Are there any terminals in the symbol library that use the wire number as the terminal number?
This is where the propagate command comes into play. You can number the terminals, then the wires (or vice versa) then choose to propagate the wire number to the terminal or terminal number to the wire...
Okay, great! So I imagine you can propagate PLC I/O addresses to the wire mark?
Yes, you can push the information from the PLC terminal to the wire OR terminal to wire or vice versa...so push PLC I/O to wire, then push wire data to Terminal, or as you suggest terminal to wire etc.
Evan is absolutely correct (as he usually is..)
You can copy multiple items from the PLC Channel to the wire.
Around here we use the equipotential (network ID) to identify wires. We identify our terminals based upon the equipotential.
You can add the "#P_EQUIP_TAG_0" attribute to your terminal symbol. This will show the equipotential on the symbol without having to do any extra steps. Bear in mind, this does not alter the terminal ID.
As noted above, use the propagate tool if you want the terminal to acquire its mark from the wire mark.
Our drawing standard specifies that 24vdc potential wires start with 9001 and the common is COM. Is there a way to set this up in the wire type?
Absolutely, what I have seen is the creation of two (for this example) wires. One for 24VDC and one for COM, each wire style can have unique equipotential formulas for numbering/naming.
Another thing I have seen is the creation of wire groups as you can not only control the formulas but how things are numbered or for some applications, not numbered.
The "COM" mark is an easy one. As for the "9001" mark, I am assuming you want to serialize the marks starting with 9001 onward. I am not sure how or if there is a way to start the wire marks from 9001.
Here is how the "COM" can be applied. The key is the "Wire Style Manager". You'll have to make or update an existing wire style and modify its equipotential or wire formula. Simply enter "COM" for the formula (including the quotation marks).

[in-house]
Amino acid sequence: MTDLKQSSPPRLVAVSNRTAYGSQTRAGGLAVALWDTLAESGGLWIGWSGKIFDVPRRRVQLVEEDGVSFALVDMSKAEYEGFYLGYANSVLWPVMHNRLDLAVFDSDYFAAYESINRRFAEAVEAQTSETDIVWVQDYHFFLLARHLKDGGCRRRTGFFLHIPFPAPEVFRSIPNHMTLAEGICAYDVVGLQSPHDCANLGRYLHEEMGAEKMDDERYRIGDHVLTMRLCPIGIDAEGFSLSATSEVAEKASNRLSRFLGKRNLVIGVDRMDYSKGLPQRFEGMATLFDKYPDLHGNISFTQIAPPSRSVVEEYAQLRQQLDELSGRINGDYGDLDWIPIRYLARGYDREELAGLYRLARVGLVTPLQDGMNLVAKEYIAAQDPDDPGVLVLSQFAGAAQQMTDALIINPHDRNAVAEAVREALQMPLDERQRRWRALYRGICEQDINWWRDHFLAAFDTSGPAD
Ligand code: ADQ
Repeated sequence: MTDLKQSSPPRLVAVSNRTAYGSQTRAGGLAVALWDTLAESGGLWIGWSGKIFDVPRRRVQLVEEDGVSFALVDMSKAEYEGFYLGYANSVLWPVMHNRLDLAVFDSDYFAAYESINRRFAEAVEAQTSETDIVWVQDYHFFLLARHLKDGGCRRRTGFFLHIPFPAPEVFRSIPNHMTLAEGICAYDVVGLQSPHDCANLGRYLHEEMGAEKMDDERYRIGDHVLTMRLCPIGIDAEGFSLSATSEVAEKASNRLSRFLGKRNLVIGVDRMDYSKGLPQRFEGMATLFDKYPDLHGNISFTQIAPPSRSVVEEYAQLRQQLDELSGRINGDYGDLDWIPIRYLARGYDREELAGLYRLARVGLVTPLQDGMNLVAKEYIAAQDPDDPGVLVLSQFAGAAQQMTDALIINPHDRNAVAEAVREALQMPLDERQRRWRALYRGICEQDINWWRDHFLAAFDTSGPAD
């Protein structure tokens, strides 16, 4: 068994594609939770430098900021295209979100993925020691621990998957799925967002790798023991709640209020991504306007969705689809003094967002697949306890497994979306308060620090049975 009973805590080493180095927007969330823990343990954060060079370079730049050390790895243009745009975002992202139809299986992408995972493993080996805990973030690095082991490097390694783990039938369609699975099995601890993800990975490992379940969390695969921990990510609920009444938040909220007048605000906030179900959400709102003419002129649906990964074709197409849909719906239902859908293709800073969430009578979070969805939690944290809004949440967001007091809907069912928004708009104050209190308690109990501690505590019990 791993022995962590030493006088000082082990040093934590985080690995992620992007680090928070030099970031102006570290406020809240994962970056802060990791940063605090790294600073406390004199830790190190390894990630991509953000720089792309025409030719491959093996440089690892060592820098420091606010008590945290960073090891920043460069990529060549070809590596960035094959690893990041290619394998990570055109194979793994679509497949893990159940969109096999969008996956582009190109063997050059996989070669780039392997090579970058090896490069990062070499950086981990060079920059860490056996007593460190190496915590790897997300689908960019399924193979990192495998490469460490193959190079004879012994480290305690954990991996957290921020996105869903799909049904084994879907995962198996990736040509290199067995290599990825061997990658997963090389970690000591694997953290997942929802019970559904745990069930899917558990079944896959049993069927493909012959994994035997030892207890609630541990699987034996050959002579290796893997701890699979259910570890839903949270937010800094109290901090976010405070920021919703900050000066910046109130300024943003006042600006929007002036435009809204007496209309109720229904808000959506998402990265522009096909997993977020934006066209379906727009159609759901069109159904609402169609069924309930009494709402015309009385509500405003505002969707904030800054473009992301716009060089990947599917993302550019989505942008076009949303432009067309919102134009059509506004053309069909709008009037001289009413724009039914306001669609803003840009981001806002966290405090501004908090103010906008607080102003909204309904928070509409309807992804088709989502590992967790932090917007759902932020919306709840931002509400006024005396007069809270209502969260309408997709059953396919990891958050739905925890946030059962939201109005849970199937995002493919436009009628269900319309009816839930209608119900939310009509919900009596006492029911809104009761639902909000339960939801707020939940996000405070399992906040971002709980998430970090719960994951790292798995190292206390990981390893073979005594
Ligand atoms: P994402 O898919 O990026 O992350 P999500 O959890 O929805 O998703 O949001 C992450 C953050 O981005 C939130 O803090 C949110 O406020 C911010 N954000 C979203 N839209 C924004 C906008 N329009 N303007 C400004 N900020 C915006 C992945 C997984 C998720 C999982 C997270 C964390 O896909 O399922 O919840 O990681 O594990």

This is where the numbering groups come into play. SW starts off with an electrical, Hydraulic and Pneumatic group but you can add one and call it 9000 series for example. In the group properties you can set the 'Start numbering at' value to 9000.....
Cool! Thanks for the info Johnathen. I hadn't seen the "Start Numbering At" field.
Propagation is the route to go but one important side note is that if you show your terminals bridged together it will not transfer the terminal mark from the first terminal to the second terminal and there is no propagation tool for bridging at the moment. If you were trying to buss a potential you would have to manually label all of the subsequent terminals. This is what would show up before manual labeling.
Okay that is a very important note and it looks like I'm in for some manual editing. I wonder if someone has a trick for this?
Just for clarification. The jumpers are part of the post-process in the terminal editor? I wonder if there is way to represent the jumper on the schematic?
I find it best to wait till your terminal strips are complete to start Bridging/(Jumpering) between them. When You generate your terminal strip drawings the terminals will display as jumped.
As far as showing the Jumper in the schematics I have yet to find a suitable way to display that other than a common terminal mark.
The jumpers (bridges) can be configured within the project as a different color and/or line style. Right-clicking a wire and setting it as a bridge will cause the line to take on the associated parameters.
Thanks for everyone's help! This is a great forum!
Excellent Casey! So does this mean the wire mark would be propagated to bridged terminals?
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